Wednesday, February 22, 2017

Size Matters

Why Would the Navy build light aircraft carriers when a larger number of smaller carriers will never match the quality of a smaller number of large carriers built for the same price?

It may seem odd that I'm defending large carriers as the primary sea control asset given my questions about how well they'd survive in a war with a peer competitor in a network-centric threat environment.

But we need some type of naval aviation. And carriers remain invaluable in power projection roles, which is different than their sea control weaknesses.

But is building light carriers really the answer to costs and survivability?

The new conventional carriers would be roughly the same size as the World War II-vintage Midway-class—as they were configured toward the end of their service lives—and would carry a formidable air wing. Initially, the new carrier strike groups would be equipped the Lockheed Martin F-35B, but once the new CVLs are built and are operational, they would be able to embark more capable air wings.

“In the near-term, existing LHA/LHD amphibious assault ships would be employed as CVLs using a loadout of twenty to twenty-five F-35B aircraft. As they reach the end of their service life, LHA/LHD-derived CVLs would be replaced by purpose-built CVLs with a displacement similar to a Cold War-era Midway-class aircraft carrier and equipped with catapults and arresting gear,” the report states.

The Navy commissioned the report and seems to be backing it.

I find it odd that the Navy backs this idea.

Smaller carriers of a Midway-class size are not as efficient as a larger carrier and provide capabilities far less than the money they save:

I recently read that the Navy had studied medium carriers with 55 planes versus large carriers with 75 planes and found that the large ships and wings generated twice the sorties at a ship and plane cost only 13% more than the medium ships.

And interesting enough, even a wing of 55 planes on the large carrier generated 40% more sorties than the same wing on a medium carrier.

That's because our carriers are planned to be able to use 2/3 of the wing at the same time. So a big carrier's deck can handle a higher percentage of the smaller wing's planes.

So, yeah, we couldn't build enough smaller carriers at the same price to be more survivable and we'd have less sortie generation capacity.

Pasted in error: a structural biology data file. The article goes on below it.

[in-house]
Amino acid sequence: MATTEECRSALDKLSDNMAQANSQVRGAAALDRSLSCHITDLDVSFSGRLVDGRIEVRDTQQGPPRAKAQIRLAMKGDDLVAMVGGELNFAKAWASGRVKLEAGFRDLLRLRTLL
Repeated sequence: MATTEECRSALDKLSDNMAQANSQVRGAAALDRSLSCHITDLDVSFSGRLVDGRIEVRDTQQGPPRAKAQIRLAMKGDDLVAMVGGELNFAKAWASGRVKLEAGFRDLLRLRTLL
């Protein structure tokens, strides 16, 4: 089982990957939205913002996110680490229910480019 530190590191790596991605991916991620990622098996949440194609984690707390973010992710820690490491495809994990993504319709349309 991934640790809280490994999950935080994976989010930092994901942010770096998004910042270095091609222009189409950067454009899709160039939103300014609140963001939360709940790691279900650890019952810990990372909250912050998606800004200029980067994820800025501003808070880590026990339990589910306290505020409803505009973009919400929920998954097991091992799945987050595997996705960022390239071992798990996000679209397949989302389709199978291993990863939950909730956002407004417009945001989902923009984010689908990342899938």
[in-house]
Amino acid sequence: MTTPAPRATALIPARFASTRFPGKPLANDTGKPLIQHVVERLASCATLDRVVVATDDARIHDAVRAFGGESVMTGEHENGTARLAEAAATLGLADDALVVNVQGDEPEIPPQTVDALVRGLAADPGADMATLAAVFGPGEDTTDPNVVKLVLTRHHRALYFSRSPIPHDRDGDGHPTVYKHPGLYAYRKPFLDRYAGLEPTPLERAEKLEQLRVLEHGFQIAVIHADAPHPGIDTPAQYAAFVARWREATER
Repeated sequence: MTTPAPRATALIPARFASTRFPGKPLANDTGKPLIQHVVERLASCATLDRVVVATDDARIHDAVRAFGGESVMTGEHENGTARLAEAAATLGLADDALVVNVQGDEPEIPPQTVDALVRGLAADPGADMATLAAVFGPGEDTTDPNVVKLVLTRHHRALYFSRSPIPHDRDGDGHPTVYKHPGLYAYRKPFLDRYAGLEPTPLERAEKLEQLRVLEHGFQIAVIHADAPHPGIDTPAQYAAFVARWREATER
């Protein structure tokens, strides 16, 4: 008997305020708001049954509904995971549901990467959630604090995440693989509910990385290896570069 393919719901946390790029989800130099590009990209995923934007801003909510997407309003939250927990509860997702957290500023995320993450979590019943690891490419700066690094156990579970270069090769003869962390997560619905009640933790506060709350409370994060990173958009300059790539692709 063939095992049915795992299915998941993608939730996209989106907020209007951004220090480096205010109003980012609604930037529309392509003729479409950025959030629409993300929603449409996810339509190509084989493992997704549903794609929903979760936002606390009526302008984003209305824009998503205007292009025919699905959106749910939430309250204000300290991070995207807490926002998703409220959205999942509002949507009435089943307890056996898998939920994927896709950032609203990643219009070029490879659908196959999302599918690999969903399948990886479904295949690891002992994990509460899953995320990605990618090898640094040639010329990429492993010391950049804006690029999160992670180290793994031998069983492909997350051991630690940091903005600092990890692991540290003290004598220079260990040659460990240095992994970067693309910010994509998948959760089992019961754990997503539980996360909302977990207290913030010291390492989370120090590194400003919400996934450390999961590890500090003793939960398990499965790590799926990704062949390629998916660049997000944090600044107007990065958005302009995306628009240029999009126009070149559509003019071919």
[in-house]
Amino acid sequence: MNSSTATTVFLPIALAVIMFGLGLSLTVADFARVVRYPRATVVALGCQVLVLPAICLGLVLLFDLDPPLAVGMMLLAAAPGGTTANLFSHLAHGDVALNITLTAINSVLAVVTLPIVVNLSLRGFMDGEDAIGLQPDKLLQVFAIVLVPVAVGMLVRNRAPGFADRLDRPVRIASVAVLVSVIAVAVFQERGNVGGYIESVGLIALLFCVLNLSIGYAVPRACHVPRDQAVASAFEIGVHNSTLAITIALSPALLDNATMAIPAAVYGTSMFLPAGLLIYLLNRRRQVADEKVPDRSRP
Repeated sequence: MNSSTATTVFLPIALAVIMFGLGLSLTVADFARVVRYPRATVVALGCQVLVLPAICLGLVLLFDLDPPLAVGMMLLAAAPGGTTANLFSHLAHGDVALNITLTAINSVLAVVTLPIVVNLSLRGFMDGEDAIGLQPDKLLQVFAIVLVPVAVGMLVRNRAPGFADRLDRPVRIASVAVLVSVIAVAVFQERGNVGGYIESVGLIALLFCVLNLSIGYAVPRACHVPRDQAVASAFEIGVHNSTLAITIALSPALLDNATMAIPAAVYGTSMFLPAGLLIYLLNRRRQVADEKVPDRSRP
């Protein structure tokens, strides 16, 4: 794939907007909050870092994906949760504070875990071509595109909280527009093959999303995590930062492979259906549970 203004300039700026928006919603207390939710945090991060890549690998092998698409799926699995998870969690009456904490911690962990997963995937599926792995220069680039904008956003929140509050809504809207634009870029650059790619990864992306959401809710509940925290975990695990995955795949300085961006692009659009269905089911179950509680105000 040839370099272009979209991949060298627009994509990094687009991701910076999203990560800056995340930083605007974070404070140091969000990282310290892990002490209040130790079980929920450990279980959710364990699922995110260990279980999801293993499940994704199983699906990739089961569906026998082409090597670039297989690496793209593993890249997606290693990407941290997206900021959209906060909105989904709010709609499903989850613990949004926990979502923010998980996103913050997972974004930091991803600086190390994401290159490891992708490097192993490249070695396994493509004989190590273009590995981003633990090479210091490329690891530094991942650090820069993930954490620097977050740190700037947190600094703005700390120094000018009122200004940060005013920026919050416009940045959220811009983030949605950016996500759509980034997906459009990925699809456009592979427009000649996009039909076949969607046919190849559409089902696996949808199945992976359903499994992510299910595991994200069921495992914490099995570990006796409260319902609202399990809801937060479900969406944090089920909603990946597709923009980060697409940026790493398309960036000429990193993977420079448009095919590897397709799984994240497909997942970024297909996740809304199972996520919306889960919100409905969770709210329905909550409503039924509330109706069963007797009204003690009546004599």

If we build carriers, they should be big. But that doesn't end the carrier debate. Then the question is, do we need carriers at all?

Unless you can build and operate multiple smaller carriers for the price of one big one, plus the escorts, you don't save money and you don't maintain capabilities. (See Bay for more discussion.)

Nor is survivability enhanced much unless you have lots of smaller carriers. If you can replace one big deck with four smaller ones, you could have 40 targets instead of 10. Even if we can do that, is it really that tough for an enemy with far cheaper anti-ship missiles to expand their arsenal to cope with that number?

And yes, we can use amphibious assault ships as light carriers, but exploiting a feature of a ship designed for landing Marines for aviation missions when necessary makes more of what we have. That is not comparable money-wise to building a light carrier specifically for that aviation mission.

Heck, I even suggested moving from the LHA to Ford-class amphibs. Perhaps we could have a total of multi-purpose aviation and amphibious Fords smaller than the current mix of full-deck amphibs and fleet carriers, as long as the Fords could operate as either amphibs or fleet carriers, depending on what is needed.

If we build carriers, they should be big. Although we have to accept that those carriers are primarily for power projection and not for leading the fight for sea control.

The question is really whether we need as many as we have or whether we should start gradually shifting the central player in our sea control mission to non-carrier Navy assets, reserving a smaller number of big carriers for power projection missions or sea control missions in a more permissive environment.